Monday, June 23, 2008

Lightning! - updated

We've had an incredible series of late-afternoon thunderstorms through late May and June. And I've been frustrating myself trying to capture lightning with the camera. Until last night I didn't have one image I liked. When it started storming last night, the storm came in from the South, instead of from the West and that made all the difference. I had an unobstructed view of the lightning display as it came in and I was able to catch some really nice images. Check the rainbow and the lighting in one shot!



Here's the same shot corrected using DxO. Click to enlarge



Later tonight, I'll plug these into DxO to correct for the underexposure on the trees. For now, I'm happy to have a shot with lightning.



This is probably the most dramatic correction. DxO is really a very interesting program. All I did was let the program correct for the fisheye-effect, and I manually adjusted the exposure to +1.5, which corrected for the underexposed foreground. These shots are very natural looking after correction. They do not look Photoshopped.



Lightning and a rainbow in the same shot:



And again, through DxO.



Friday, June 20, 2008

Wednesday pictures



Recycling works! I would think someone who went to the trouble to save the cool Coca-Cola logo in the sandstone wouldn't then ruin it with the strange lettering underneath it. Guess not. Notice the stained-glass sign in the window.



From the front garden after a late afternoon thunderstorm.

Friday, June 13, 2008

C43 AMG Crankshaft Position Sensor Replacement DIY

Late last week my car started refusing to start when I cranked it over. It would always eventually start, but there was no pattern as to why or when it would refuse. It cranked well, but it just seemed like it wasn't getting any fuel. Then, five minutes later it would start as if nothing had happened. This car has a unique electronic ignition that is *basically* totally idiot-proof. The driver is supposed to turn the ignition and then let go of the key completely. The car does the rest.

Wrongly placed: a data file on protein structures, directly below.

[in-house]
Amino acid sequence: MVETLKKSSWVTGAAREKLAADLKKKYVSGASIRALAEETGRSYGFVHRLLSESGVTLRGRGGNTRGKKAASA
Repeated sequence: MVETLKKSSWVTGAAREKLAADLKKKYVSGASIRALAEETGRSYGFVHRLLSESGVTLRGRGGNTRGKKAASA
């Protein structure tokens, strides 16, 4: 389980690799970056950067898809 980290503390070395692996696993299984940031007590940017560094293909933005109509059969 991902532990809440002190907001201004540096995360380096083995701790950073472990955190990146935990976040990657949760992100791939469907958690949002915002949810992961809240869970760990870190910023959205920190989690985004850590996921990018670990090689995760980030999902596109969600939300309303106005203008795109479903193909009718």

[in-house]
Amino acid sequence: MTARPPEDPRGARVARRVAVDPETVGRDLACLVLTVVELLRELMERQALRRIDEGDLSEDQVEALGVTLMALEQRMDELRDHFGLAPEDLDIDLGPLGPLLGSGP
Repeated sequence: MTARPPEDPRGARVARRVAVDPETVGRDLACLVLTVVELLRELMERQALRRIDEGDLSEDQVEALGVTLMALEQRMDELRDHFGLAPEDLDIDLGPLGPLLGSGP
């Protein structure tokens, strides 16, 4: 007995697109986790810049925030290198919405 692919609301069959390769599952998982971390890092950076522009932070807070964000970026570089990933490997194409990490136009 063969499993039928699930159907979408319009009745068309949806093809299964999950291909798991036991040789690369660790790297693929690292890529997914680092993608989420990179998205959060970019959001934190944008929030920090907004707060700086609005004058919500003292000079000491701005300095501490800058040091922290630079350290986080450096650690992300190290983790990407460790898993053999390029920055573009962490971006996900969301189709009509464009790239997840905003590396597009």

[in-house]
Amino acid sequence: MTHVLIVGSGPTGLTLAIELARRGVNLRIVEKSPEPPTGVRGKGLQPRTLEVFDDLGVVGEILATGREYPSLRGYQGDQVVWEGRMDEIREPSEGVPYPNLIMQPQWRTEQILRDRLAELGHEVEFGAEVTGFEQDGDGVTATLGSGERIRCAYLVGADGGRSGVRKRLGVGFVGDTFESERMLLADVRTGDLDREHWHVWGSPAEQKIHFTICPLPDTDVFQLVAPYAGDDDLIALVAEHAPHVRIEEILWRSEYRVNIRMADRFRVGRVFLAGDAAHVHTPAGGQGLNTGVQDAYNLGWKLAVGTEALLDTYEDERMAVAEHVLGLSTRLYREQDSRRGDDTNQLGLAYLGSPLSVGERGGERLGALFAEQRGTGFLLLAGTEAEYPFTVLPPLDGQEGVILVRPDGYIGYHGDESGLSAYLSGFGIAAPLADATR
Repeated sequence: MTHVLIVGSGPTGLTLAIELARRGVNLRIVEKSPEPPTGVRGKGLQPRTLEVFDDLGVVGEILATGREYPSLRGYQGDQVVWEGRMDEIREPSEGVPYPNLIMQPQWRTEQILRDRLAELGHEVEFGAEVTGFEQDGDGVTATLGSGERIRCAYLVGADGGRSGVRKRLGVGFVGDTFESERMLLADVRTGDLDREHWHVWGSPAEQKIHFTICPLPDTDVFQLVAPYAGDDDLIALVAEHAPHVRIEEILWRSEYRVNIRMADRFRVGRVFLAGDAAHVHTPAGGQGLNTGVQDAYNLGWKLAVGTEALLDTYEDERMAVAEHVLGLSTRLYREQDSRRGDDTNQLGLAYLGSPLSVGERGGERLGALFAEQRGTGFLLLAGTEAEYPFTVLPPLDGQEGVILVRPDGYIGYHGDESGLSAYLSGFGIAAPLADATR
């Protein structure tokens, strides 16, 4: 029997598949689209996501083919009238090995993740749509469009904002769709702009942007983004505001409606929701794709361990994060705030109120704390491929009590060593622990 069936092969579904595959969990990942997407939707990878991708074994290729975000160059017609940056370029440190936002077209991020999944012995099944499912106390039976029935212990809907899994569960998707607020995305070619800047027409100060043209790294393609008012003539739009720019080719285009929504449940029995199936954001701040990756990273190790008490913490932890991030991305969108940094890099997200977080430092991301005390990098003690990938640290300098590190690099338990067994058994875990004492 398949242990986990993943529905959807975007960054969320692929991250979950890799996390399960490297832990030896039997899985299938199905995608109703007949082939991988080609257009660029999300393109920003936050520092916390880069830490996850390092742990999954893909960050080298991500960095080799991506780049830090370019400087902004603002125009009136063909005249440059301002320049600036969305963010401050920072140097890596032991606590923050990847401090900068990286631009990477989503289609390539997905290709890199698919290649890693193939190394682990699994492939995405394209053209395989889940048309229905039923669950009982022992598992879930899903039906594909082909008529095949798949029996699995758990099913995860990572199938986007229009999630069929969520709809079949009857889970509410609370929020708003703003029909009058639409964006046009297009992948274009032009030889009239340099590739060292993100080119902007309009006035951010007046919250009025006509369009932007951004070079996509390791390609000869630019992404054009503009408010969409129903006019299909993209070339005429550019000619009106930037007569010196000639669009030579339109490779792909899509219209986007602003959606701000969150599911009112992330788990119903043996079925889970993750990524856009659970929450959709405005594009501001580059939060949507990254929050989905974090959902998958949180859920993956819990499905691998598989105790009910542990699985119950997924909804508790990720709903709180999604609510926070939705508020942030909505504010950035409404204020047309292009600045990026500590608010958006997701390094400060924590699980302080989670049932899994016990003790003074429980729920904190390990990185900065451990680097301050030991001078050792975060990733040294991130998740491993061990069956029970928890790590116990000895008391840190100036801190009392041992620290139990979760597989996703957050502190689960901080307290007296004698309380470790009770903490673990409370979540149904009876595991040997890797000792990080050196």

So, when it fails to start, there's nothing to fiddle with. It just won't start. And, being an automatic, you can't exactly get it rolling and pop the clutch. Being reluctant to take the car to the dealer, I sat down in front of my laptop and hunted around in the Mercedes WorkstationInformationSystem (WIS) program and out popped the solution: Replace the Crankshaft Position Sensor. Apparently the CPS controls timing and fuel delivery, and when it goes, the car's computer stops firing cylinders and stops delivering fuel.

The part itself is relatively inexpensive ($150.00) and pretty easy to replace. In fact, it's easier than a spark plug. You just have to know a few tricks. Here's my Do-It-Yourself guide with pictures:

1. On my '99 C43 AMG (engine based on the E-Class 4.3 ltr V-8), the CPS sits between the block and the firewall, on the crankshaft housing. A small electrical wire leads to the "D" shaped sensor from the top of the engine. To get there, you have to remove the air filter box. On the C43, there are two very obvious air intake tubes that lead to the air filter box that sits on top of the block. The air intake tubes pull apart from the filter box by hand. The air filter box lifts directly up with gentle pulling pressure at the front corners. Here's what it look like with the filter box removed:



The area to the back right (illuminated) is where the CPS is located. Here's a shot of that area:



And a different version, to give you a slightly better idea of where this little item resides:



Here's a picture of the offender in it's natural habitat:



Before you can remove the CPS itself, remove the electrical wire. Push down on the small flange with your thumb and the connector will easily pull back. Here's what the CPS connecting wire looks like removed:



And here's what the CPS itself looks like with the connector removed. Again in it's location: